Computing with silicon neurons
A bakery assistant who takes the bread from the shelf just to give it to his boss who then hands it over to the customer? Rather unlikely. Instead, both work at the same time to sell the baked goods. Similarly, computer programs are more efficient if they process data in parallel rather than to calculate them one after the other. However, most programs that are applied still work in a serial manner.
Scientists from the Freie Universität Berlin, the Bernstein Center Berlin and Heidelberg University have now refined a new technology that is based on parallel data processing. In the so-called neuromophic computing, neurons made of silicon take over the computational work on special computer chips. The neurons are linked together in a similar fashion to the nerve cells in our brain. If the assembly is fed with data, all silicon neurons work in parallel to solve the problem. The precise nature of their connections determines how the network processes the data. Once properly linked, the neuromorphic network operates almost by itself. The researchers have now designed a network–a neuromorphic “program”–for this chip that solves a fundamental computing problem: It can classify data with different features. It is able to recognize handwritten numbers, or may distinguish certain plant species based on flowering characteristics.
“The design of the network architecture has been inspired by the odor-processing nervous system of insects,” explains Michael Schmuker, lead author of the study. “This system is optimized by nature for a highly parallel processing of the complex chemical world.” Together with work group leader Martin Nawrot and Thomas Pfeil, Schmuker provided the proof of principle that a neuromorphic chip can solve such a complex task. For their study, the researchers used a chip with silicon neurons, which was developed at the Kirchhoff Institute for Physics of Heidelberg University.
Computer programs that can classify data are employed in various technical devices, such as smart phones. The neuromorphic network chip could also be applied in super-computers that are built on the model of the human brain to solve very complex tasks. Using their prototype, the Berlin scientists are now able to explore how networks must be designed to meet the specific requirements of these brain-like computer. A major challenge will be that not even two neurons are identical – neither in silicon nor in the brain.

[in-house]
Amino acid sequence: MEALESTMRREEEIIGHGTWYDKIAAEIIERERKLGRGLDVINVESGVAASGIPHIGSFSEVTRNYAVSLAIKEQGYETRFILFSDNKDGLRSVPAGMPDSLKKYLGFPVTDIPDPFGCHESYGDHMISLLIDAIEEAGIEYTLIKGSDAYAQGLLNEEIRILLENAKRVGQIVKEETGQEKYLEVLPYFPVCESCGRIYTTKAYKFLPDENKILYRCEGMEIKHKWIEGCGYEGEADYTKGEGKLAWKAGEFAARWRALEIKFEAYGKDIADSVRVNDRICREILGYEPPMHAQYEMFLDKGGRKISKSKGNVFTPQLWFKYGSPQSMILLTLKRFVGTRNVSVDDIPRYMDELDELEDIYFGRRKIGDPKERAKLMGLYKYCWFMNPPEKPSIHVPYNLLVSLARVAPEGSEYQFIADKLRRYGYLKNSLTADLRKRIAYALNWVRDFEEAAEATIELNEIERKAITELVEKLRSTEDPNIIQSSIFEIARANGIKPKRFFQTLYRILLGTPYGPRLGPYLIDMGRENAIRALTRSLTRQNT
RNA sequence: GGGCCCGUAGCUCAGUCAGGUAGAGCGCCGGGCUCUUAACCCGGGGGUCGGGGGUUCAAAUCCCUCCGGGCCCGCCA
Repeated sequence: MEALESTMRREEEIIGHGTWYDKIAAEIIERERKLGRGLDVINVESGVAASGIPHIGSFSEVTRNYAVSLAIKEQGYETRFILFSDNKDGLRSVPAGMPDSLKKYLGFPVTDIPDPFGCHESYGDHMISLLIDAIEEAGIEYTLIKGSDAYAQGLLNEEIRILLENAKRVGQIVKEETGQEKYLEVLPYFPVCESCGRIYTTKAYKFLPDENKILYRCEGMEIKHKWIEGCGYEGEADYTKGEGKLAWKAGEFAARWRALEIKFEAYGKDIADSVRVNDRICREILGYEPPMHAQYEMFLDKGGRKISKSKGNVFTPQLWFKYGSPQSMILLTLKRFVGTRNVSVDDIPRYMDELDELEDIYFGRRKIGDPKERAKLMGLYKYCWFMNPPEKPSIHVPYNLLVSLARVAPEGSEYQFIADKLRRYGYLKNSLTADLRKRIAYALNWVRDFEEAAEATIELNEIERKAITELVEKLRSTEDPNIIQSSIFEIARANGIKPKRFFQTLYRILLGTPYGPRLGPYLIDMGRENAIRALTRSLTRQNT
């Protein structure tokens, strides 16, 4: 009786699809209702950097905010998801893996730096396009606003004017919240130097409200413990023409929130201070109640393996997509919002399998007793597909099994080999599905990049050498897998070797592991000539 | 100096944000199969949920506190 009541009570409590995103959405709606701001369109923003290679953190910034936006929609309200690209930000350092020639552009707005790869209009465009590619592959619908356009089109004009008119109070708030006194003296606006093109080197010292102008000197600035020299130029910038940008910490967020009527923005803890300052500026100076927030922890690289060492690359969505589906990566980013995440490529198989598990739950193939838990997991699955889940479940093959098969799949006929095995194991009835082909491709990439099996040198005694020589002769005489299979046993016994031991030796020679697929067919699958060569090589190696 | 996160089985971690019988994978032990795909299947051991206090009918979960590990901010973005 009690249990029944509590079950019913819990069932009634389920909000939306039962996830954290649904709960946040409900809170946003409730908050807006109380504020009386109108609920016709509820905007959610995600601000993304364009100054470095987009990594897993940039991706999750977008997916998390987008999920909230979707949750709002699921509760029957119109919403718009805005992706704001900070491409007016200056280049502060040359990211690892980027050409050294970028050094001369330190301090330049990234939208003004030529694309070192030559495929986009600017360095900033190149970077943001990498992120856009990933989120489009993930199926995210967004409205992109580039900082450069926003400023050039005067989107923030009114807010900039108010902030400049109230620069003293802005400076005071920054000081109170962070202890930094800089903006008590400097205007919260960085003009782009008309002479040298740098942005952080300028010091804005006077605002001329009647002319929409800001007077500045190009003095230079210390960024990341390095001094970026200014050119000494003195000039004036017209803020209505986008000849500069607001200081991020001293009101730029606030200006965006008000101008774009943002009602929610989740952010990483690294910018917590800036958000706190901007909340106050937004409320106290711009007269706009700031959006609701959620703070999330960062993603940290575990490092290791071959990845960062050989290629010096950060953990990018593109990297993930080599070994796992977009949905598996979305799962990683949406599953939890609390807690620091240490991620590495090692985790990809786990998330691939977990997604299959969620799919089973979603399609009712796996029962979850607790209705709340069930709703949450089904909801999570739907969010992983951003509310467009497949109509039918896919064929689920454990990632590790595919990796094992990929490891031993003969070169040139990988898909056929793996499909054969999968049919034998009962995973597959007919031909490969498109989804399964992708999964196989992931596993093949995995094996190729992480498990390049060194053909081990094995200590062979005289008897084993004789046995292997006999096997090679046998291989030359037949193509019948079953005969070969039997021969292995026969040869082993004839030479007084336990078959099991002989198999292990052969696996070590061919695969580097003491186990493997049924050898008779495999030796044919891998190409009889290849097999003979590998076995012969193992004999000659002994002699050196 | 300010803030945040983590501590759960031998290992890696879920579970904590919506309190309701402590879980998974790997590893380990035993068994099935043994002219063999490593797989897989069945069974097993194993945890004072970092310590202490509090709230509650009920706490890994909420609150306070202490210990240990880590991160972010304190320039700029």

The Bernstein Center Berlin is part of the National Bernstein Network Computational Neuroscience in Germany. With this funding initiative, the German Federal Ministry of Education and Research (BMBF) has supported the new discipline of Computational Neuroscience since 2004 with over 170 million Euros. The network is named after the German physiologist Julius Bernstein (1835-1917).
Dr. Michael Schmuker
Freie Universität Berlin
Institute of Biology – Neurobiology
Königin-Luise-Straße 1-3, room 205
Tel: +49 (0)30 838 57294
M. Schmuker, T. Pfeil & M.P. Nawrot (2014): A neuromorphic network for generic multivariate data classification. PNAS, published ahead of print January 27, doi:10.1073/pnas.1303053111
http://biomachinelearning.net personal website Michael Schmuker
http://fu-berlin.de/neuroinformatik Martin Paul Nawrot’s lab
https://www.bccn-berlin.de Bernstein Center Berlin
http://www.fu-berlin.de Freie Universität Berlin
http://www.kip.uni-heidelberg.de/cms/groups/vision Electronic Vision(s), Heidelberg University
http://www.nncn.de National Bernstein Network Computational Neuroscience
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